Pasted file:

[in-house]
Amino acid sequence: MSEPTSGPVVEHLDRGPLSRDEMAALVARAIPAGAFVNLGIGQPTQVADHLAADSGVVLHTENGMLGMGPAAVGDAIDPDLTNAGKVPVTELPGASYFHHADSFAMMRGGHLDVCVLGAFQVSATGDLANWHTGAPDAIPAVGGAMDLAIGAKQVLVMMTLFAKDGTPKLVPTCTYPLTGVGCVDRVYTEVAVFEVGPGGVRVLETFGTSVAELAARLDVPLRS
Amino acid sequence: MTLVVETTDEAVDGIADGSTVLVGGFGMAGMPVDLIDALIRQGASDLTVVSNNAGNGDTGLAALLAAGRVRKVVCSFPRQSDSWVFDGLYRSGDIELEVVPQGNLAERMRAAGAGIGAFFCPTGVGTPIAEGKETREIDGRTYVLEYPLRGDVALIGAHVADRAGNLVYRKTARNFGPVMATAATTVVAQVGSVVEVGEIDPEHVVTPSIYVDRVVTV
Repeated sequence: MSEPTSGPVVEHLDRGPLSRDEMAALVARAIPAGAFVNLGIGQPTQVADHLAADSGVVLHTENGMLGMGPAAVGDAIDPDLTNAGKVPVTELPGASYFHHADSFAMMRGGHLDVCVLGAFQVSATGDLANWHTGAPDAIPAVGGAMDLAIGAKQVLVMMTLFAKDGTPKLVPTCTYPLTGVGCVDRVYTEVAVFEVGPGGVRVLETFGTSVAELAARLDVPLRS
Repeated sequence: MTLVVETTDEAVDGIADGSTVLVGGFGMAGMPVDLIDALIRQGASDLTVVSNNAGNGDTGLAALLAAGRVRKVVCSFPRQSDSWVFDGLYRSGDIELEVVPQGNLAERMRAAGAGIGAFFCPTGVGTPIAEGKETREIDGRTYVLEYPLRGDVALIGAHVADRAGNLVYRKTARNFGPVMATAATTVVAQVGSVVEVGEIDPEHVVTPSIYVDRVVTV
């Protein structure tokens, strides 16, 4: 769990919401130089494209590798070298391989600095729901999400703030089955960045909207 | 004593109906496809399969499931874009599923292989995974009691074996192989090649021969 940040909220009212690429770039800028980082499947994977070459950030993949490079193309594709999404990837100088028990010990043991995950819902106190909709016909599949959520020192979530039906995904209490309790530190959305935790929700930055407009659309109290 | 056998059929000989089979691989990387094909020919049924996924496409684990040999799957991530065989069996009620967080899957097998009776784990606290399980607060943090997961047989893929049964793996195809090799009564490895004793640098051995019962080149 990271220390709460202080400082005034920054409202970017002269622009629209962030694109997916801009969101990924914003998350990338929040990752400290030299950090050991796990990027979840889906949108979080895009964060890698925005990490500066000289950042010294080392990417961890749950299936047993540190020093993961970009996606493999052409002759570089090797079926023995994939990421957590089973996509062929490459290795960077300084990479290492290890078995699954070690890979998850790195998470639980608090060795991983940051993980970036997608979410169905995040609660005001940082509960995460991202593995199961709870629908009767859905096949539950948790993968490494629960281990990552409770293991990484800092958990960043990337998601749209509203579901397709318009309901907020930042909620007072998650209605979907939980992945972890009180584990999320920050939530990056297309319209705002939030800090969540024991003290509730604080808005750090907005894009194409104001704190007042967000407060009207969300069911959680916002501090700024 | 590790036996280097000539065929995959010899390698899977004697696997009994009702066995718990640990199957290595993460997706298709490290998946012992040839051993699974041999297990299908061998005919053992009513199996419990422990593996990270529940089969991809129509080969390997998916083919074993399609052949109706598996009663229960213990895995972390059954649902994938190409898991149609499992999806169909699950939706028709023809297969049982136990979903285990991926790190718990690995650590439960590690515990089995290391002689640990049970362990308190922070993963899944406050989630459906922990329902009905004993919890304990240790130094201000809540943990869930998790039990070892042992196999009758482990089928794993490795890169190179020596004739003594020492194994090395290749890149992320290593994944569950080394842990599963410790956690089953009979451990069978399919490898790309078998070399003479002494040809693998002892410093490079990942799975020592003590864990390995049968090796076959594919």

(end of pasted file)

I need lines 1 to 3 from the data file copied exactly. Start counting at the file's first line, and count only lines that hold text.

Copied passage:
[in-house]
Amino acid sequence: MSEPTSGPVVEHLDRGPLSRDEMAALVARAIPAGAFVNLGIGQPTQVADHLAADSGVVLHTENGMLGMGPAAVGDAIDPDLTNAGKVPVTELPGASYFHHADSFAMMRGGHLDVCVLGAFQVSATGDLANWHTGAPDAIPAVGGAMDLAIGAKQVLVMMTLFAKDGTPKLVPTCTYPLTGVGCVDRVYTEVAVFEVGPGGVRVLETFGTSVAELAARLDVPLRS
Amino acid sequence: MTLVVETTDEAVDGIADGSTVLVGGFGMAGMPVDLIDALIRQGASDLTVVSNNAGNGDTGLAALLAAGRVRKVVCSFPRQSDSWVFDGLYRSGDIELEVVPQGNLAERMRAAGAGIGAFFCPTGVGTPIAEGKETREIDGRTYVLEYPLRGDVALIGAHVADRAGNLVYRKTARNFGPVMATAATTVVAQVGSVVEVGEIDPEHVVTPSIYVDRVVTV